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Supersized Chart of Republican Rape Gaffes Highlights Growing Influence of Religious Right in the GOP

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"Incest is so rare, I mean it’s so rare. But the rape thing, you know, I know a woman who was raped and kept the child, gave it up for adoption and doesn’t regret it. In fact, she’s a big pro-life proponent. But, on the rape thing it’s like, how does putting more violence onto a woman’s body and taking the life of an innocent child that’s a consequence of this crime, how does that make it better?" --Republican Congressional candidate John Koster (WA), 10/28/12

Now that candidate John Koster and Newt Gingrich have each so graciously pitched in, with just a few more of these cringeworthy Republican rape statements and there will be enough for a 4-column version of the Republican Rape Advisory Chart. But until then, the new 3-column chart will have to suffice (here's where the chart originated.)

Rape Tourettes now afflicts large swaths of the GOP, whose politicians apparently can't help themselves from blurting out jaw-droppingly insensitive statements, like Koster's, which is begging for savage parody (consider the song "Wild Thing", by Eric Burdon and The Animals...)

It's fair to say that just about every woman in America has herself been raped or knows someone who has been raped. That this is not foremost in the minds of leading members of today's GOP, as they continue to dig themselves in deeper by emitting yet more obtuse misogynistic verbal ejaculations, in clumsy attempts to tamp down the festering scandal, is telling.

On the upside, this is helping to surface a long-overdue national conversation, as victims of rape come out publicly and tell their stories.

Like a Rhode Island-sized iceberg breaking off Antarctica as the atmosphere warms, Republican sensibilities seem to have sheared off from the American mainstream:

Seminal rape gaffes from Republican candidates for Senate Todd Akin and Richard Mourdock were hardly the beginning - from Rush Limbaugh's radio jihad against Sandra Fluke, in which he called the college student a "slut" for arguing that health care providers should cover birth control, to the early 2012 Republican-dominated all-male Congressional panel on birth control, the entire election year seems to have been a prolonged GOP insult to slightly over 1/2 of America - we don't care what you think (or feel.) Just shut up and get over it.

But thanks to the new, "improved" three-column Republican Rape Advisory Chart, that's unlikely to happen anytime soon (note - for readers who want access to text-based versions of the statements featured in the chart, see the Stephen Colbert-inspired website http://www.dayswithoutagoprapemention.com/.)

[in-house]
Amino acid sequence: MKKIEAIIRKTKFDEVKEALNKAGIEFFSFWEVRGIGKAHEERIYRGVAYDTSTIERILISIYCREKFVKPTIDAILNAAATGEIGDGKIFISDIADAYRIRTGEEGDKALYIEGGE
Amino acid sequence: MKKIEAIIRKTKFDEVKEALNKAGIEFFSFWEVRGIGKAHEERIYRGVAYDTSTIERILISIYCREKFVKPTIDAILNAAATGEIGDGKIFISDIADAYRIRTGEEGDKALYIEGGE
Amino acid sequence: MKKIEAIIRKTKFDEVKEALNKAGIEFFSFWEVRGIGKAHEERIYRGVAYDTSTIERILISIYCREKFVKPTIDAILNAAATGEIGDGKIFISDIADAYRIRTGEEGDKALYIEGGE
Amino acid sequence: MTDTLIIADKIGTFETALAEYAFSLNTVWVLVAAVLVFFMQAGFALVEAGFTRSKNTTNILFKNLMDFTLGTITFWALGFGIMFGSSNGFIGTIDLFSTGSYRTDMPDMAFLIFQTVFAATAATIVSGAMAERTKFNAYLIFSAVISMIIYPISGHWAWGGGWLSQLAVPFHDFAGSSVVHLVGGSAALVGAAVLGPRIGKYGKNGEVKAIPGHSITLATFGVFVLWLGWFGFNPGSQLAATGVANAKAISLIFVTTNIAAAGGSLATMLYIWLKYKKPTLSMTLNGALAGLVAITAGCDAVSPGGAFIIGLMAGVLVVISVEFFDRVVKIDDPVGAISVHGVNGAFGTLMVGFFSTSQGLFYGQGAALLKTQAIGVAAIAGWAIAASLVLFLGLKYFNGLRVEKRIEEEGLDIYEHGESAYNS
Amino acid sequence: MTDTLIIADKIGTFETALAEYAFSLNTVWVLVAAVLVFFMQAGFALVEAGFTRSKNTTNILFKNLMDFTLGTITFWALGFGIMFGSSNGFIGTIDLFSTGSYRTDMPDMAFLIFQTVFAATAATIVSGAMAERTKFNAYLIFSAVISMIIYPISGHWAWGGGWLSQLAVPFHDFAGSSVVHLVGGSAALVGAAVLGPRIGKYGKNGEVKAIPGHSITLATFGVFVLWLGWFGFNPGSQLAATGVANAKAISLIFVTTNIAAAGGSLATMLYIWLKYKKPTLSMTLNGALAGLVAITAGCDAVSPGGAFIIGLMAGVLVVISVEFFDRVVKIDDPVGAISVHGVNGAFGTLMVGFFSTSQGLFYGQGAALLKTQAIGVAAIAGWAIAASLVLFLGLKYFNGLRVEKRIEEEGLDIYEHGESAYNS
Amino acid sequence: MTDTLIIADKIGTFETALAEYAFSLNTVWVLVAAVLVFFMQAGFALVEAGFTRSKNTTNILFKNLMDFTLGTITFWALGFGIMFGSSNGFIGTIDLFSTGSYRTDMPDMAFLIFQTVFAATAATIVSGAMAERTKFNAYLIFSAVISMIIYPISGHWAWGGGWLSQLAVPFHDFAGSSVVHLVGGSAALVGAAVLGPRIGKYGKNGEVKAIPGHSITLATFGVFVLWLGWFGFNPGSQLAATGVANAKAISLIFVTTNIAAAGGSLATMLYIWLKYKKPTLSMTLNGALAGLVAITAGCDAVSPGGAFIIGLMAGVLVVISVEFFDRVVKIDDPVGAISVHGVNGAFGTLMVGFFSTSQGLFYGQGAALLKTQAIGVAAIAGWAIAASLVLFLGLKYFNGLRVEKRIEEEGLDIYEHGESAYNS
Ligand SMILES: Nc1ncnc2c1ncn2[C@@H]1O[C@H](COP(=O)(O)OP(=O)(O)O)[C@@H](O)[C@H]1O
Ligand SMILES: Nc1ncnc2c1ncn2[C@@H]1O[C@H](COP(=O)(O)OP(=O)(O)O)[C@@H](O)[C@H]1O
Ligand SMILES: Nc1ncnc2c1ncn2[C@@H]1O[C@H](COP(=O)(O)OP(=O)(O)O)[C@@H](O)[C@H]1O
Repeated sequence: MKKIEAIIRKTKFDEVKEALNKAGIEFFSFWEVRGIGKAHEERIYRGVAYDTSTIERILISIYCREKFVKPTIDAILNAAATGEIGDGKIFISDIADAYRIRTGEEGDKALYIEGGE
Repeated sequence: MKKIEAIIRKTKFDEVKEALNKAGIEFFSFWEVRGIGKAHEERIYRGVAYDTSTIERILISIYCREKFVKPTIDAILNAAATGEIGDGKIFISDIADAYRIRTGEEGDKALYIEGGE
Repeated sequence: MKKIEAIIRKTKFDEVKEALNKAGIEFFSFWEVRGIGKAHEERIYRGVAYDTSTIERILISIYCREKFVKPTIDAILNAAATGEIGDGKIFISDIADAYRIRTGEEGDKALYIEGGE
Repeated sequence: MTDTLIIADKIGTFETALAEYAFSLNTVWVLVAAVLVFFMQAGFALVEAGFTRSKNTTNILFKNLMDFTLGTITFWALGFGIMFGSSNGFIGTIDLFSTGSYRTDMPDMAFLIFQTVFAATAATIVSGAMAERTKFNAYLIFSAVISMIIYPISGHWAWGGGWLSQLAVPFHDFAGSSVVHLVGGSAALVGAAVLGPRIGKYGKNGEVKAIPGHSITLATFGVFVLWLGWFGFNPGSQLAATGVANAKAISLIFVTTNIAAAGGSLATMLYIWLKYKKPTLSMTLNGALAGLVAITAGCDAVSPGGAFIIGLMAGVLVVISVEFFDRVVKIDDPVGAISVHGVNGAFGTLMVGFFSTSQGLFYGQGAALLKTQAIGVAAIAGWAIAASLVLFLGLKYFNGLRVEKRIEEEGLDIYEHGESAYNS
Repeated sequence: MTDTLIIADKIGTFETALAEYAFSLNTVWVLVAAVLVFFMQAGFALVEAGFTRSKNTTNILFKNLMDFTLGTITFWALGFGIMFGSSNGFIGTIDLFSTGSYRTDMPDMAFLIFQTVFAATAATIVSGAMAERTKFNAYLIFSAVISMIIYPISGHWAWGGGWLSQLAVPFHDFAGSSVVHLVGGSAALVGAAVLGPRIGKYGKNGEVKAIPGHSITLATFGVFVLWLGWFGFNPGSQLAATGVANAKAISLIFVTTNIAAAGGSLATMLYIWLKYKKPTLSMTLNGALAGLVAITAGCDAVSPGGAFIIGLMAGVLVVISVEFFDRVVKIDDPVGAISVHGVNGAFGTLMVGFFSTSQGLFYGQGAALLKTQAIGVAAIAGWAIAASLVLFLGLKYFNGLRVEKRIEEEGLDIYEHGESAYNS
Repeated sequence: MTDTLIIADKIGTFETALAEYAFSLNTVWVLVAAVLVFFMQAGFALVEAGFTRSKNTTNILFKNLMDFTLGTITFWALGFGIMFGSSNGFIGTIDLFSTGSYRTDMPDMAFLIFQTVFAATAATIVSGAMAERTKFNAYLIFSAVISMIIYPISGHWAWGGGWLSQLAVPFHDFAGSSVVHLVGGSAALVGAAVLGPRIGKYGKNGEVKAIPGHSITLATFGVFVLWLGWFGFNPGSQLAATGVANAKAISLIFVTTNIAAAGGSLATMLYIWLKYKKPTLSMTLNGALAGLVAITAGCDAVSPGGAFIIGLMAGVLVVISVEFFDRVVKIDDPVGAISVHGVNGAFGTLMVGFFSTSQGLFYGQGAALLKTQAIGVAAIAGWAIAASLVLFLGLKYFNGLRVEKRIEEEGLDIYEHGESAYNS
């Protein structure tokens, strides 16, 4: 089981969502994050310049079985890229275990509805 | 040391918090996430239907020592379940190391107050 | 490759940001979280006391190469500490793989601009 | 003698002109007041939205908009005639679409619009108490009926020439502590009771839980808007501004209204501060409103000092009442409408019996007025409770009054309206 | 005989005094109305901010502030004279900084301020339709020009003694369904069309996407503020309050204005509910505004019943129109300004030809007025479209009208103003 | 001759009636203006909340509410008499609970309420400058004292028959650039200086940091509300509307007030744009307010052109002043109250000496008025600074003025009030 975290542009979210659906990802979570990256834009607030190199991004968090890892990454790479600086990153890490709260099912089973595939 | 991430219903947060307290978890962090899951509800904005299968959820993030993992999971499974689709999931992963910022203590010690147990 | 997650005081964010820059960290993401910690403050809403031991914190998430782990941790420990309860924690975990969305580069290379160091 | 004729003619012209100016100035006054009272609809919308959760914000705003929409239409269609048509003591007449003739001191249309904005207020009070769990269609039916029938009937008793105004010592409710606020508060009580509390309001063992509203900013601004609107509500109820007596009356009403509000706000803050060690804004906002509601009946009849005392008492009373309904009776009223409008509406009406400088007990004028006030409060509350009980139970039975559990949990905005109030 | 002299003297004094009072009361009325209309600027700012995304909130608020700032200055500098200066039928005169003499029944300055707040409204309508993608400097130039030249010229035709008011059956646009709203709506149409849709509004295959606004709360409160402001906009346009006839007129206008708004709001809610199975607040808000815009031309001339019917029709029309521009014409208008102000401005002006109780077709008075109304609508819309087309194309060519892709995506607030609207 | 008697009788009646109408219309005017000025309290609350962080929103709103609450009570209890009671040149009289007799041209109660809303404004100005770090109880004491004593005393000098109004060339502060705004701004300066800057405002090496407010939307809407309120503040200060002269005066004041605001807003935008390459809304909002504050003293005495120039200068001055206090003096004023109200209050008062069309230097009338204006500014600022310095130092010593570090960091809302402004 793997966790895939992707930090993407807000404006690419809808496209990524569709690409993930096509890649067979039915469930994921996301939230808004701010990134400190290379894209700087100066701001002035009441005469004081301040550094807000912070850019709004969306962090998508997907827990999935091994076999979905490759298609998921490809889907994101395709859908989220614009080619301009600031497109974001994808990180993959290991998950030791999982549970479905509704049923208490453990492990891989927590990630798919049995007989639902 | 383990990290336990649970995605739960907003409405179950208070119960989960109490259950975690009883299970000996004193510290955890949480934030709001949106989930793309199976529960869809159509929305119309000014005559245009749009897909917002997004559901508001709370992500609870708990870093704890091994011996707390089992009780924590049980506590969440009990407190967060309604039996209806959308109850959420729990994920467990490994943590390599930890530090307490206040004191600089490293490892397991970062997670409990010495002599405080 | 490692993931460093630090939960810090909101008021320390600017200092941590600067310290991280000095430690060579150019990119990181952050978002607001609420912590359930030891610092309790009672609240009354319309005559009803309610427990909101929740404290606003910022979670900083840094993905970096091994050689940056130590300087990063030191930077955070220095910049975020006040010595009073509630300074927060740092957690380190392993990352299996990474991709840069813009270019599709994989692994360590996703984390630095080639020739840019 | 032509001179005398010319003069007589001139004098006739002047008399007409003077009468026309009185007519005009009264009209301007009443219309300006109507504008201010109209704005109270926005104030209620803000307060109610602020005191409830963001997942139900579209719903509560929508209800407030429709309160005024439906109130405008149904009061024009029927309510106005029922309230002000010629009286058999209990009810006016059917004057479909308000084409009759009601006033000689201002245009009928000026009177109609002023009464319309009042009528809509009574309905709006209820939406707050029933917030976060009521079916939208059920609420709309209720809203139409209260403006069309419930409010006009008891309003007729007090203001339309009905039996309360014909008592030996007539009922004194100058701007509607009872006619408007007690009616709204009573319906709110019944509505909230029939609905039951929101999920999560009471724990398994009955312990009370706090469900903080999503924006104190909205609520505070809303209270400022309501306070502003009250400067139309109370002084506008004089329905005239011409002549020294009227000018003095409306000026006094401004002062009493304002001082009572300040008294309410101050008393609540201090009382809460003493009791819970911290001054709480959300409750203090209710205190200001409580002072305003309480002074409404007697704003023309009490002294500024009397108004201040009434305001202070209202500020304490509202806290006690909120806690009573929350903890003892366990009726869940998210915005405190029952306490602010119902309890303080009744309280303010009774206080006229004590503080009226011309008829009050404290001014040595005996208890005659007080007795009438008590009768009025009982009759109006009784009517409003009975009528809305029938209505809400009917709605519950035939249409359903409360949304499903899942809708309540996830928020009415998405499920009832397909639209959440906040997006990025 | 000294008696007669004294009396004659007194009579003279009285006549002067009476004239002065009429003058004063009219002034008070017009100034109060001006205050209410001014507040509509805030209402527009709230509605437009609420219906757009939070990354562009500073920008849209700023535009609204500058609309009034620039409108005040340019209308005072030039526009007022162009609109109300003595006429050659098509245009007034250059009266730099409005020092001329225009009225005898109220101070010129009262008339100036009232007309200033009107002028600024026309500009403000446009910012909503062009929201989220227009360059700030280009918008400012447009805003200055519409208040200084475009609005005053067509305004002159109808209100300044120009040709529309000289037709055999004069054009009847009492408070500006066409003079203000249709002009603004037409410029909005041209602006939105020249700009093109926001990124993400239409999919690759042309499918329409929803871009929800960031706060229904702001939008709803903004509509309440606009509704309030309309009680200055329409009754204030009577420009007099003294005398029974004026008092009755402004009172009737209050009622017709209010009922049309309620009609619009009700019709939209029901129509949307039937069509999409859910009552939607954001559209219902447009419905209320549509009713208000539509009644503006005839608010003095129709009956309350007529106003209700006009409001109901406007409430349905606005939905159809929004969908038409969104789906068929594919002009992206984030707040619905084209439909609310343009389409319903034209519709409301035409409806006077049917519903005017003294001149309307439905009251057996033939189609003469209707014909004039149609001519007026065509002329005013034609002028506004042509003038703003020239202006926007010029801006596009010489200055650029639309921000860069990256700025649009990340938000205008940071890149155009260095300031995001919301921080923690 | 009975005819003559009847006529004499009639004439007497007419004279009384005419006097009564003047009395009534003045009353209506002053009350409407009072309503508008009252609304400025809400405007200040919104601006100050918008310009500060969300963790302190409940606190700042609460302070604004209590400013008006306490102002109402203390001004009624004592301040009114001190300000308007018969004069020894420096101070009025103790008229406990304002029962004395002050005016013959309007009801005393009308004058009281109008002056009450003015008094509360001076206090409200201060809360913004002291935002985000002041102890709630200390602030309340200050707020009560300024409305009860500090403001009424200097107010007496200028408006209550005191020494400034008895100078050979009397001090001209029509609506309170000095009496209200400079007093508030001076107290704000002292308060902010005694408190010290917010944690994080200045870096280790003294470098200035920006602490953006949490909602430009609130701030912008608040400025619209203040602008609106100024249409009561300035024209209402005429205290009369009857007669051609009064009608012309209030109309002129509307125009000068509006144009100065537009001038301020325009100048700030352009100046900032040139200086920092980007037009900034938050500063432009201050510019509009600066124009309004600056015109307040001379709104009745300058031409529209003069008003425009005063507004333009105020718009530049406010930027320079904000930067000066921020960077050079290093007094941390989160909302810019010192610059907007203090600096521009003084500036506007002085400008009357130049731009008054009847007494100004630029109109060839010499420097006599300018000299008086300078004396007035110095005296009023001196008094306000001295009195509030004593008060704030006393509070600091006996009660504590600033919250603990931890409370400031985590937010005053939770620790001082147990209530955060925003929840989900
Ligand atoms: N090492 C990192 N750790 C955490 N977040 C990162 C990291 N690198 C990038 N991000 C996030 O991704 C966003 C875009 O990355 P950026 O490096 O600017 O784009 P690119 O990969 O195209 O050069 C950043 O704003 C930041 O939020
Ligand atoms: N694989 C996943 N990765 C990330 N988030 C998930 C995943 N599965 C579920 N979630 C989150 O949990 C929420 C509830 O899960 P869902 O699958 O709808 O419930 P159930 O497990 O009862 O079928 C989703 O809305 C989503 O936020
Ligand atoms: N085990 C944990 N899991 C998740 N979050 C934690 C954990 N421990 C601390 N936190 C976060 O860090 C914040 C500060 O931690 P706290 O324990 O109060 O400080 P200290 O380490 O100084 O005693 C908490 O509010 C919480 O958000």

As a parting note, I'd add this - Republican politicians whose statements are featured in the Republican Rape Advisory Chart are not saying such things for political gain. They are honestly stating their views - on abortion, rape, birth control, and women's rights - which are overwhelmingly based in their religious beliefs.

A now well-entrenched narrative held widely on the American left and in the secular mainstream claims that foot soldiers of the religious right are cynically manipulated by non-religious string-pullers in the GOP, who promise to deliver on culture war issues but never do. But most of the politicians featured on the Republican Rape Advisory Chart are in the religious right. They are true believers.

While the left berates the Fox News-addled right for the factually-challenged nature of its political narratives, the left holds its own conveniently fact-free narrative, in which the religious right has not gobbled up the once-secular Republican Party, a party that once staunchly supported women's rights, including legalized abortion and even the Equal Rights Amendment.

However, What's the Matter With Kansas-style narratives, which claim Republicans manipulate the religious right and never deliver on culture war issues, cannot accommodate the uncomfortable fact that the takeover began decades ago:

In 1986, when the well-disciplined cadres of Pat Robertson's Christian Coalition were taking over state-level Republican Party structures, a widely distributed memo from Pat Robertson to his troops read,

"How to Participate in a Political Party
Rule the world for God.
Give the impression that you are there to work for the party, not push an ideology.
Hide your strength.
Don't flaunt your Christianity.
Christians need to take leadership positions. Party officers control political parties and so it is very important that mature Christians have a majority of leadership positions, God willing."

By 2000, according to a survey sponsored and published in 2002 by Campaigns and Elections, the religious right had gained "strong" influence in 18 Republican state party structures and "moderate" influence in 26 others. As the last few years have demonstrated, that influence has only continued to grow.

Many pundits have been led astray by the rise of the Tea Party movement, and have come to believe that the Koch brothers-backed movement is secular. That is not true, according to a survey from the Public Religion Research Institute, released in October 2010, which showed that over 80% of Tea Party members surveyed considered themselves Christian and 57% considered themselves part of the Christian conservative movement.

In short, there's a reason the 2012 Republican Party platform opposes legalized abortion even in cases of rape and incest. Republican Rape Tourettes Syndrome is only an outgrowth of that party position, which in turn reflects the now-almost complete dominance of the religious right over the political party of Lincoln, Eisenhower, and Teddy Roosevelt which once upon a time, but not really so long ago or far away, in the days of Barry Goldwater, supported a woman's right to choose.

No longer.